He said he had planned to introduce a bill to address the concerns, then learned that Hughes had something similar in mind.

“Let’s do one (bill),” he said he told Hughes. “You do it and I’ll support you.”

“I’ve gotten as much email on this as on any other bill this session,” Erdman said.

Hughes said, “We would prefer that Game and Parks (proposes) changes” on its own, but “that’s not likely.” He added, “I’ve met with them several times (and) they have always been unyielding.”

NGPC does not have a comment on the proposed legislation, said Jane Gustafson, assistant administrator in the NGPC communications division. “Where it’s at in the (legislative) process, we don’t comment at this point in time,” she said.

The Nebraska Bowhunters Association, which officially opposes LB 126, listed a number of concerns on its Facebook page. Among other things, the organization objects to the increased overlap between archery and firearm deer seasons. It says the bill would reduce archers’ prime hunting time and increase concerns about their safety. In 2018, deer archery season was Sept. 1 to Dec. 31 and firearm season was Nov. 10-18.

The alert raises concerns that there could be a significant shift from paid landowner permits to free permits, with a loss of funding to NGPC. That would reduce the number of certified permits that would be counted, they say, and could affect federal funding to the commission.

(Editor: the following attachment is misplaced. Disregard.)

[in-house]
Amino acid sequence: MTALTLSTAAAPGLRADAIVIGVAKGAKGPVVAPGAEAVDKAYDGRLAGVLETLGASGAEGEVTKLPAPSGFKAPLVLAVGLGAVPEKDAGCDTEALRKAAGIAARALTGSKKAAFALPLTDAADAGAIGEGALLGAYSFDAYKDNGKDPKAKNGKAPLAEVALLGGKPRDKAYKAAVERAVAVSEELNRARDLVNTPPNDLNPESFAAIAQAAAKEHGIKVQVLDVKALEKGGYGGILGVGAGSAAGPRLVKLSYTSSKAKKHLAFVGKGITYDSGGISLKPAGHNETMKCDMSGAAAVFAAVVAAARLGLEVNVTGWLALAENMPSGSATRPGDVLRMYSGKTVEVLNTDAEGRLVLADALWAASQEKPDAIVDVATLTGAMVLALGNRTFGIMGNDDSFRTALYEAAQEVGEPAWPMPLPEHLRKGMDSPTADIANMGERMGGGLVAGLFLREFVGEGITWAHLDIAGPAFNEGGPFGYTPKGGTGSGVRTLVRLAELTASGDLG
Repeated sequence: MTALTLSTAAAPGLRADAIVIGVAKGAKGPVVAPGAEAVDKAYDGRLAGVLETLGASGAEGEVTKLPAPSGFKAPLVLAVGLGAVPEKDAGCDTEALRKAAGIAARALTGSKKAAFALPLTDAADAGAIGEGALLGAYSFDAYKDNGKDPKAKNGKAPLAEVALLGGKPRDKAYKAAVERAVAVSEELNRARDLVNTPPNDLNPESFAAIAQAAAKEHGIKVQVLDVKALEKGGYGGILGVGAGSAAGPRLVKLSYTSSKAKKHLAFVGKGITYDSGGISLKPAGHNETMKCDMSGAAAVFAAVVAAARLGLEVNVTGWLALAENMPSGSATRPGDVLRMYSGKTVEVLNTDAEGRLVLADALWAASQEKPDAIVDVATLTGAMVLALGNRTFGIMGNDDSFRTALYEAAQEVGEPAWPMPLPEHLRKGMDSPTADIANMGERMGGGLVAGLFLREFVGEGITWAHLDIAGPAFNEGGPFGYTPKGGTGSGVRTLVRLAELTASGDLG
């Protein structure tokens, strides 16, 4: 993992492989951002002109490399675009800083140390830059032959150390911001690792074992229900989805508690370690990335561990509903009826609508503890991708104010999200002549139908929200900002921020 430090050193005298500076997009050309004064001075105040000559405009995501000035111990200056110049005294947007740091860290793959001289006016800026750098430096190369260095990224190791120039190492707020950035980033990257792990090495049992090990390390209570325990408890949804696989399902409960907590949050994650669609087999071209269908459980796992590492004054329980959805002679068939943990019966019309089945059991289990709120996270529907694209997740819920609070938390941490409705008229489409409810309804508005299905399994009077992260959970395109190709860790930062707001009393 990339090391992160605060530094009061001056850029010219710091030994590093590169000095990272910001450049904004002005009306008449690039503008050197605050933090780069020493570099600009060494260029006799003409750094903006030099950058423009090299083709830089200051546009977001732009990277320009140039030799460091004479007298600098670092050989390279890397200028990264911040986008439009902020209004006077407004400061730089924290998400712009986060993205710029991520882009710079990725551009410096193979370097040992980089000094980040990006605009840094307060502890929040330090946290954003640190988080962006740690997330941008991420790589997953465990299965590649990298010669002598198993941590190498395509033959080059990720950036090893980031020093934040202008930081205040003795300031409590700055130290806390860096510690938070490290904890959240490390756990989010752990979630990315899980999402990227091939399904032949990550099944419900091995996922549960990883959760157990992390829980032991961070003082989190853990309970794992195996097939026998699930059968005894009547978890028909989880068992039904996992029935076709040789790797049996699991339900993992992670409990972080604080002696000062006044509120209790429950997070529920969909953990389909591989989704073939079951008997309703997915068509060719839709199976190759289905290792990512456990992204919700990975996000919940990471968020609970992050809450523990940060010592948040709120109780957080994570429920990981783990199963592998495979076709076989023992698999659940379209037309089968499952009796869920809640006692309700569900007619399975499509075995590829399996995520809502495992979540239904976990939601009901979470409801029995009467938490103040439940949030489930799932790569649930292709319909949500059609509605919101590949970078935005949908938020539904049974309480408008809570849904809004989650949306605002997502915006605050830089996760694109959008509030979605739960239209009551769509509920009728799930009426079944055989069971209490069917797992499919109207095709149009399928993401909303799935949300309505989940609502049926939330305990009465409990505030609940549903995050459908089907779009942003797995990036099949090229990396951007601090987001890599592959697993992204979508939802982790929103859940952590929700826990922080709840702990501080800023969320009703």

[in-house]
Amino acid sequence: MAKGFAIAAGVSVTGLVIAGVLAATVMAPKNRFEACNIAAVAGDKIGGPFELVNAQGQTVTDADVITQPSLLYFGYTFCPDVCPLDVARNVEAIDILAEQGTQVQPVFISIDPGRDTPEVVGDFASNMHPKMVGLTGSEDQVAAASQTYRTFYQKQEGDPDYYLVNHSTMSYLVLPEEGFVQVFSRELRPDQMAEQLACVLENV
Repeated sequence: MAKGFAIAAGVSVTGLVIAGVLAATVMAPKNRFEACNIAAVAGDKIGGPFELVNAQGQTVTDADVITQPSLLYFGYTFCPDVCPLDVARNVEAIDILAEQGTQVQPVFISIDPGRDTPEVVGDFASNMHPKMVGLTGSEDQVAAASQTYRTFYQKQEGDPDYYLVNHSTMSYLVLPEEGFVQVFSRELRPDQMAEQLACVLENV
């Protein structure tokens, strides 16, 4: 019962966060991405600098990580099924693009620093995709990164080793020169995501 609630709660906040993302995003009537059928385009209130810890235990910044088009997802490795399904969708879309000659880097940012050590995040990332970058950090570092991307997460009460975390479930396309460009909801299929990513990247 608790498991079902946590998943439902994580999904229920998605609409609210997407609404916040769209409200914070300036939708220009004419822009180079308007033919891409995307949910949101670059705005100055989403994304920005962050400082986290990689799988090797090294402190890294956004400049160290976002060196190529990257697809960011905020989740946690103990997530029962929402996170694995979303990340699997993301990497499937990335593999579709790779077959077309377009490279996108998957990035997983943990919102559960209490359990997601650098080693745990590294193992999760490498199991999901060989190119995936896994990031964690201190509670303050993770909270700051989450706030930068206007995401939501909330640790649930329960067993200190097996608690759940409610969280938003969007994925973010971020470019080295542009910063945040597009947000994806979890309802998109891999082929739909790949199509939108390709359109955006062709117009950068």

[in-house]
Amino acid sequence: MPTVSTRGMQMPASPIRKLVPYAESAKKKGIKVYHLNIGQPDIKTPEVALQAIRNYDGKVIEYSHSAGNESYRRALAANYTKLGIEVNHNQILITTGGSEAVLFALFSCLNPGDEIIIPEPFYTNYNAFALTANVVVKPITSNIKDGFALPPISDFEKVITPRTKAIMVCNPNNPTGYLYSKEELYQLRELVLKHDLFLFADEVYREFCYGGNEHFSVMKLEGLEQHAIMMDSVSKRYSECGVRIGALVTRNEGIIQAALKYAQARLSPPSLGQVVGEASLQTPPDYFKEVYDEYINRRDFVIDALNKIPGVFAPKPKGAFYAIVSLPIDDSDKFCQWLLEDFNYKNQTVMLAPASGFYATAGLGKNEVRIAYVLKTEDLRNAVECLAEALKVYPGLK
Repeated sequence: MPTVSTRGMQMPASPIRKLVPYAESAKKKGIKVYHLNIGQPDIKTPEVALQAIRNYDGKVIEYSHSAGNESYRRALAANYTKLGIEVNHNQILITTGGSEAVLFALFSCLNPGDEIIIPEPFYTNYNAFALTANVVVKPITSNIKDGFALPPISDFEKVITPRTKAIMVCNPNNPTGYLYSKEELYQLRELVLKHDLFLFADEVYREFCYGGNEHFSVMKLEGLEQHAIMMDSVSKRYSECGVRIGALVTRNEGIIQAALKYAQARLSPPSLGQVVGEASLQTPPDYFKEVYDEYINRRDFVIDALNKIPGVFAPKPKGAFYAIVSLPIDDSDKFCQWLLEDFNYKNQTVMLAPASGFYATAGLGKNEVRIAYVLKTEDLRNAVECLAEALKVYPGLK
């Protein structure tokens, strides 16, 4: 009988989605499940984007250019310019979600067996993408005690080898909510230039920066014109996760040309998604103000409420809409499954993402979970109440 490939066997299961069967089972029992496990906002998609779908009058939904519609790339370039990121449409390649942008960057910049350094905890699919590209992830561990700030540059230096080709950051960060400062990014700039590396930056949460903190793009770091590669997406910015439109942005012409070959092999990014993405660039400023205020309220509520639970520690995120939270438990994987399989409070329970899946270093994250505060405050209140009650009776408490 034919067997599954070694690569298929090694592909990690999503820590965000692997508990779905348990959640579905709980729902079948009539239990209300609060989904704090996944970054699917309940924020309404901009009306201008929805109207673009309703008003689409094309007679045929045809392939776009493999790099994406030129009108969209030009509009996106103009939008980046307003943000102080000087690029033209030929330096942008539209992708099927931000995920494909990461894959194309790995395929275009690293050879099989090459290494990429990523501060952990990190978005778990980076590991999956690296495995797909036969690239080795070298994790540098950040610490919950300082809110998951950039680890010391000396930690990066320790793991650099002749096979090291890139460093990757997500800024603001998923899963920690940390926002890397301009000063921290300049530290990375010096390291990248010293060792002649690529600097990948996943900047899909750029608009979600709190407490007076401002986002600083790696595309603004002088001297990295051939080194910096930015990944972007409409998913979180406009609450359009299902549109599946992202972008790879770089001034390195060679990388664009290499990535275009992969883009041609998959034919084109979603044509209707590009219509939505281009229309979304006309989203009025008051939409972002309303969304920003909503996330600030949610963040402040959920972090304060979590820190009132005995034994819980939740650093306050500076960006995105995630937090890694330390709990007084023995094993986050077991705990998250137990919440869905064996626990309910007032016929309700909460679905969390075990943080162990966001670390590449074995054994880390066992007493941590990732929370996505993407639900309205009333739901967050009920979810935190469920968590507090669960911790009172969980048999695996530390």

They note that the bill does not require landowners to identify other lands that they own and would hunt on themselves with the special permits. This could cause enforcement problems for NGPC, they say, and increased opportunities for fraud by hunters. The landowner permits currently issued by NGPC require that the land to be hunted on be specified on the permit application.

If LB 126 passes, another bill, LB 127, would specify who could receive the free early hunting permits. As introduced, the bill states that qualifying individuals would include the applicant landowner and his or her spouse, and their siblings who share in ownership of the land. They would also include children and grandchildren of the landowner and of the landowner’s spouse along with spouses of the children and grandchildren. The Nebraska Bowhunters said the expanded definition of family members could cause problems with verification and enforcement.

LB 126 appears to limit the number of permits for an operation to four. However, the Bowhunters Association offers its own interpretation, saying it would mean a total of 16 permits.

Hughes is chairman of the Natural Resources Committee, where the bill is being considered before possible advancement to the full Legislature. He acknowledged that there are concerns about the wording of the bill, but “those are issues that can certainly be worked out.” Regarding amendments, he said, “I will be talking to Game and Parks.”

Metz said, “This bill would be a great gesture” that would tell landowners, “We appreciate what you’re doing. You harvest your deer first. You guys are a priority.”